Over-Arm Router Tips

      General advice on ways to use an over-arm router. November 21, 2006

Question
I am curious what the common uses are for over arm routers. I just can't think of what I would do with one. Why are they so expensive compared to shapers?

Forum Responses
(Cabinetmaking Forum)
From contributor D:
Over arm routers are designed for use with a template. Not that they can't and don't do many other things. With guide pin in the table, its center should reference to the center of overhead router. This will allow you to use a template or pattern, whichever name you prefer, to guide a work piece along that pin, while at the same time plunging the router bit into the work piece. Depending on bit length, material type, and thickness, you can make anywhere from one to three passes to complete your cut. It's an excellent production run tool. Although nowadays, CNC routers can easily outwork and hold tighter tolerances than an over arm router.

Some other things you can do with an over arm router are stopped and through dadoes and rabbets, fluting of flat panels, angled dadoes and rabbets. If the table tilts, you can use it to "joint" straight edges onto stock.

A few things to consider regarding the use of over arm routers, is that they can be very dangerous, as can any other tool. A strong familiarity with basic router usage will go a long way in helping to prevent any unfortunate accidents. With the wide variety of router bits currently available, one style of bit comes to mind that should never be used in an over arm router - the up spiral straight bit. It's great for ejecting chips upwards instead of packing them into the dado you just cut. But they have a tendency, by design, to lift the work piece and pattern up and off of the pin. It is true that depending on the weight of the work piece/pattern versus the diameter and length of the router bit, certain combinations may work out just fine. Edge forming bits that are guided by ball bearings should also be used carefully, since they also tend to want to lift the work piece.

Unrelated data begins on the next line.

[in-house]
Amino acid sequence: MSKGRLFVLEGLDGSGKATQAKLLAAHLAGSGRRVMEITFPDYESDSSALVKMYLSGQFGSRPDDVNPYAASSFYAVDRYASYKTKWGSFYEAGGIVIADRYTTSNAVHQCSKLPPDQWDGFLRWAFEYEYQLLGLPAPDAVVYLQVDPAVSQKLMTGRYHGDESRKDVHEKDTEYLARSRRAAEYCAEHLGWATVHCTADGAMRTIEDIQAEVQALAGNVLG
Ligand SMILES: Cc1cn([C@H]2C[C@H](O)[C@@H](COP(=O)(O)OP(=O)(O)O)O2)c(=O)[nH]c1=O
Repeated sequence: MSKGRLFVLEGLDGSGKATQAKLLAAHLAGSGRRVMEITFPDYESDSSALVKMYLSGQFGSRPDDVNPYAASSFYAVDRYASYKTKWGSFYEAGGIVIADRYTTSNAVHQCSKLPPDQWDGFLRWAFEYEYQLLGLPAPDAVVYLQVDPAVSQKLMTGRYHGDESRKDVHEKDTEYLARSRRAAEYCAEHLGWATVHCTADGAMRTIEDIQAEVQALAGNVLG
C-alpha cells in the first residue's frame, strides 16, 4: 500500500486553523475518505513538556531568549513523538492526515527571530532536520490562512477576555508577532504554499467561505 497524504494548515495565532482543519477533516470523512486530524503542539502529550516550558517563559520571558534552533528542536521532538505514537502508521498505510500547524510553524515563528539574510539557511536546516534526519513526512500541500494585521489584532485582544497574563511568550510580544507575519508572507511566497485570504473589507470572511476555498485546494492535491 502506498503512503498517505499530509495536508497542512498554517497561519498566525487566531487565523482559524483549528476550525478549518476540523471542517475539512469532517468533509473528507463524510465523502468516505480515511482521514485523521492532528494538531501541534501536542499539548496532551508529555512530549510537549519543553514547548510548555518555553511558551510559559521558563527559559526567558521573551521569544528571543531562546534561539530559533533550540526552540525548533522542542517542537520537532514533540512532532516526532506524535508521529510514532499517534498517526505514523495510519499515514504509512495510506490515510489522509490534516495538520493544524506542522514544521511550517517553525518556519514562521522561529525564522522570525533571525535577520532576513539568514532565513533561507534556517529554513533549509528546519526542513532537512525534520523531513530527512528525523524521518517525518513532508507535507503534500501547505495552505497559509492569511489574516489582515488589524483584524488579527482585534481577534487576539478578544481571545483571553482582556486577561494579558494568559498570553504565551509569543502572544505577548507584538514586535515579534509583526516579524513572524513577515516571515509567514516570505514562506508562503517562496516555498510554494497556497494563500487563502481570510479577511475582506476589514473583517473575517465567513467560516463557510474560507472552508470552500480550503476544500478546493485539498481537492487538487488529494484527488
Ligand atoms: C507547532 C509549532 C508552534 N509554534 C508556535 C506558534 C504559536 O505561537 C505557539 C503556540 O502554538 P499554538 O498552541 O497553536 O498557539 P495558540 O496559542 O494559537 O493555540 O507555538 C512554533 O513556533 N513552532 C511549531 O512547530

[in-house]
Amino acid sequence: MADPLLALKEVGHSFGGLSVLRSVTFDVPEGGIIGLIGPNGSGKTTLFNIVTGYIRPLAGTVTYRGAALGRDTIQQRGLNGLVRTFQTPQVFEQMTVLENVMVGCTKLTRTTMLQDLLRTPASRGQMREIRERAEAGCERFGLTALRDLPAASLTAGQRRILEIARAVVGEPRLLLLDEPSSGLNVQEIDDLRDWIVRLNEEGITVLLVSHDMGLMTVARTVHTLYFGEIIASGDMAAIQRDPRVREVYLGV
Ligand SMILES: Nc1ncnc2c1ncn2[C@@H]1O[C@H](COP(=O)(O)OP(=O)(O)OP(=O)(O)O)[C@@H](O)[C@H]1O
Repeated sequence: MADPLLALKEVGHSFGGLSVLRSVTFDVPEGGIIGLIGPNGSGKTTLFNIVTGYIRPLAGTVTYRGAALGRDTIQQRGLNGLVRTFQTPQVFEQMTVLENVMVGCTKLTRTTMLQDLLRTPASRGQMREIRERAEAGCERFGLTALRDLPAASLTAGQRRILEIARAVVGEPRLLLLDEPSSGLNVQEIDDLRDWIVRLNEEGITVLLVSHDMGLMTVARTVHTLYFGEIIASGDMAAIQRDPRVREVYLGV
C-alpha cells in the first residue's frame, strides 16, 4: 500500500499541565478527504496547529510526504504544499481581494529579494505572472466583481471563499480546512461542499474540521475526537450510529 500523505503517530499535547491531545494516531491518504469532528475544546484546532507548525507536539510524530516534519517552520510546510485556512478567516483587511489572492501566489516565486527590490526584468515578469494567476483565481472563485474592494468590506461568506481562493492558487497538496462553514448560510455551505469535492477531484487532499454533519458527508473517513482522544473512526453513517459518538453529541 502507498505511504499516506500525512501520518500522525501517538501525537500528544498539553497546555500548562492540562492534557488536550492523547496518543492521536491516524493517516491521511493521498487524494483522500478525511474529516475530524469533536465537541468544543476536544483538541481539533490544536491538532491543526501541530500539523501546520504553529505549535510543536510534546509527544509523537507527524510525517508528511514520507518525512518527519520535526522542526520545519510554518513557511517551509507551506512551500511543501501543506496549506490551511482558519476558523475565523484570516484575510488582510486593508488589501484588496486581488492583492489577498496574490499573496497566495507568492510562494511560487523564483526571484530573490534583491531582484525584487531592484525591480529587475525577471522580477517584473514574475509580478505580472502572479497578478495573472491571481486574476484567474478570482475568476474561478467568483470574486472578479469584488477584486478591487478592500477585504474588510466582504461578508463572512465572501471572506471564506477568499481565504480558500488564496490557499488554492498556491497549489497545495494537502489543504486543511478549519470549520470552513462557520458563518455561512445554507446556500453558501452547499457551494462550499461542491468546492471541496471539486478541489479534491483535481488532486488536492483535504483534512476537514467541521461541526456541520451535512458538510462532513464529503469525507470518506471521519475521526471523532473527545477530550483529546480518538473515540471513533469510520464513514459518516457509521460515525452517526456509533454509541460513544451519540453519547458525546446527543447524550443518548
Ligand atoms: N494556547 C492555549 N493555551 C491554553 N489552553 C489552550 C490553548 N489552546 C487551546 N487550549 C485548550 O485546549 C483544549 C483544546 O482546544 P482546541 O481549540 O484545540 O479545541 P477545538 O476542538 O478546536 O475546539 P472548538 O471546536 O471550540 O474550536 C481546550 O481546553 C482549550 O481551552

Since your router bit of choice is basically going to be hanging there right in front of you, spinning at maybe 15,000 rpm's, you want to make sure that no part of your clothing or body comes in contact with the bit or arbor. This is a potential career/life ender. When feeding stock, always try to use some type of hold down to keep the work firmly in contact with the table of the over arm router. Try not to use your hands to feed a piece while pushing in a direct line toward the bit. Also try to use the guards to shield as much of the bit as possible from unintended contact. Build your patterns, when possible, with handles to allow you to have your hands in control of the work piece. Another thing to consider is the floor you'll be standing on. Pattern routing with an over arm requires much more than just hand and arm strength. A solid non-slip surface to stand on is important to the safe and successful operation of an over arm.

As far as price comparisons between a shaper and an over arm router goes, hopefully from my answer you'll see how it's a different degree of accuracy that's involved. A shaper is basically a spindle sticking up through a table. An over arm router is a spindle that aligns with a pin opposite the end of the spindle. The castings for an over arm router are more complicated than for most shapers. There's such a broad range of pricing, features and capabilities in both machines.



From contributor S:
In regard to the upcut spiral bits lifting the work off the table: No doubt that is why Onsrud, who invented these bits, also brought out an inverted pin router. In that instance, the chip ejection would draw the chips out and pull the work into the table.


From contributor B:
Over arm routers are great for the small shop. I use one to stop dado and rabbet cabinet sides because of the accuracy they provide. During setup, I plunge with the motor off, then adjust the distance between the bit and table to 1/2". I stockbill the width of cabinet tops and bottoms 1" less than the width of the cabinet and always get perfect accuracy.

Contributor D is right about the danger! I had an employee lose the right side of his right hand trying to use a rag as a cushion. I've been using them for 33 years and never had even a close call, but I work safe and focus like a laser beam. I don't use the pin - I fit the machine with a stout fence.



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